For Leaves of Grass, pianist/composer Fred Hersch has set the poetry of Walt Whitman to music. Without a doubt that this is a very great record. Hersch's compositions, which showcase the singing of Kurt Elling (mostly) and Kate McGarry, are jazz, but, happily, they are not otherwise easily classifiable. They bring a modern post-bop drive to Walt Whitman's celestial verse, thanks in large part to John Hollenbeck's drumming. Fortunately, Whitman's speech-like cadences easily lend themselves to swinging.
One could point out highlights on Leaves of Grass. However, the entire work flows as a unified, organic piece, with the motives that assert themselves in "After The Dazzle Of Day" demonstrating their growth from "A Riddle Song" and "Song Of the Universal." And Whitman's expansive poetry links him to a universe pulsating with joyous life. So this music also pulsates, swings, if you will, and it embraces multitudes: rhythmic variety from Latin to some 4/4 swing with dancing (not walking) bass; superb Tricky Sam is now plunger-muted trombone by Mike Christianson. The horn solos are uniformly wonderful and full of wonder. Ralph Alessi, surely a giant on today's scene, displays flexible tonal mastery, climaxing "After The Dazzle Of Day" with a shining sound. Like Kurt Elling, he must be heard here. Bruce Williamson contributes some wailing alto, and Tony Malaby, another giant arising, plays some breathy, memorably warm tenor. And Erik Friedlander adds profoundly masterful cello work.
In fact, this could be considered as a memorable Kurt Elling record; he is that good here. Leaves of Grass might be his best recorded performance ever. He sings Whitman's words as if he wrote them himself. His singing on this recording is indispensible. Plainly put, Leaves of Grass is indispensible.
Track Listing: A Riddle Song (overture); Song of the Universal; Whoever You Are Holding Me Now in Hand; Song of Myself: Part I ("I Celebrate Myself"); Part II ("A Child Said, 'What is the Grass'"); Part III ("A Learner With the Simplest"); Part IV ("I Exist as I Am"); Part V ("I Am He That Walks"); Part VI ("Through Me Forbidden Voices"); Part VII ("Now I Will Do Nothing But Listen"); Part VIII ("I Believe a Leaf of Grass"); Part IX ("I Fly Those Flights"); Part X ("My Lovers Suffocate Me"); Part XI ("Why Should I Wish to See God"); The Mystic Trumpeter; At the Close of the Day (instrumental); To You/Perfections; The Sleepers; Spirit That Form'd This Scene/On the Beach at Night Alone; After the Dazzle of the Day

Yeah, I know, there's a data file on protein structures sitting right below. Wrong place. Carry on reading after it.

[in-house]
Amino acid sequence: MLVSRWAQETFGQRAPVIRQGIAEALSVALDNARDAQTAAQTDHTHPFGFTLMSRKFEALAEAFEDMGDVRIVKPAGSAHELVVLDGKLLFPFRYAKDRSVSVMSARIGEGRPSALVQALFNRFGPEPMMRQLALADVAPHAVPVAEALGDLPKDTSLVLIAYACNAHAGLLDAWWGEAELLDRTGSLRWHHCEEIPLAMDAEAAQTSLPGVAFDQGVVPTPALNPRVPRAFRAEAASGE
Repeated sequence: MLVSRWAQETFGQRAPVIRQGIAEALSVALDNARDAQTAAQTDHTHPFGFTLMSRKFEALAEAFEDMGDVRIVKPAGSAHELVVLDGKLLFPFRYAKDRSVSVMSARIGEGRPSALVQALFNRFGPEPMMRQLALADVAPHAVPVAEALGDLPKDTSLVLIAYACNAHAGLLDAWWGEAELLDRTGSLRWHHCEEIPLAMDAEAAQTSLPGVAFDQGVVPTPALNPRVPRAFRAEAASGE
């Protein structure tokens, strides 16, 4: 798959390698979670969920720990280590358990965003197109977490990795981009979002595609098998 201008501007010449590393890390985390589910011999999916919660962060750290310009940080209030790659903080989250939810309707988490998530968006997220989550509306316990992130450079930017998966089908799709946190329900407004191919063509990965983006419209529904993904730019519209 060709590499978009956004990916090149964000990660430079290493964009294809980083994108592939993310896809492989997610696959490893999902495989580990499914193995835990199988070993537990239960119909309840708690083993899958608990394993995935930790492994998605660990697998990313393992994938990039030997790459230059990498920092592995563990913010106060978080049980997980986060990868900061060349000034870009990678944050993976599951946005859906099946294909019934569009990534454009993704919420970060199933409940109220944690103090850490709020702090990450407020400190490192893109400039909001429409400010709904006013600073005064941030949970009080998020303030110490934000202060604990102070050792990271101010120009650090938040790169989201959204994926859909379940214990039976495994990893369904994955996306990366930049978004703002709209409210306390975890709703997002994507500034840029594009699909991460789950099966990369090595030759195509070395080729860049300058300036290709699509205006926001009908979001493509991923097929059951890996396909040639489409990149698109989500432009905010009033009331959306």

Personnel: Fred Hersch, piano, music; Raplh Alessi, trumpet, flugelhorn; Mike Chistianson, trombone; Bruce Williamson, clarinet, alto sax, bass clarinet; Tony Malaby, tenor sax; Erik Friedlander, cello; Drew Gress, bass; John Hollenbeck, drums, percussion; Kate McGarry, voice; Kurt Elling, voice.
I was first exposed to jazz thanks to my Mother (stage name Tobey Castle) who was a professional singer with the Tommy Dorsey band back in the day. Mom sang to me all the time as a little girl, but it never occurred to me to pursue it professionally until I met my husband David
I was first exposed to jazz thanks to my Mother (stage name Tobey Castle) who was a professional singer with the Tommy Dorsey band back in the day. Mom sang to me all the time as a little girl, but it never occurred to me to pursue it professionally until I met my husband David. He encouraged me to become a songwriter and together as co-writers we have written material for two albums and an EP.
As The Brehms, we try to bring a beautiful ambience to any event, and we feel just as comfortable in situations where we are
background ambience, or pushing the energy in a large scale concert, and everything in between.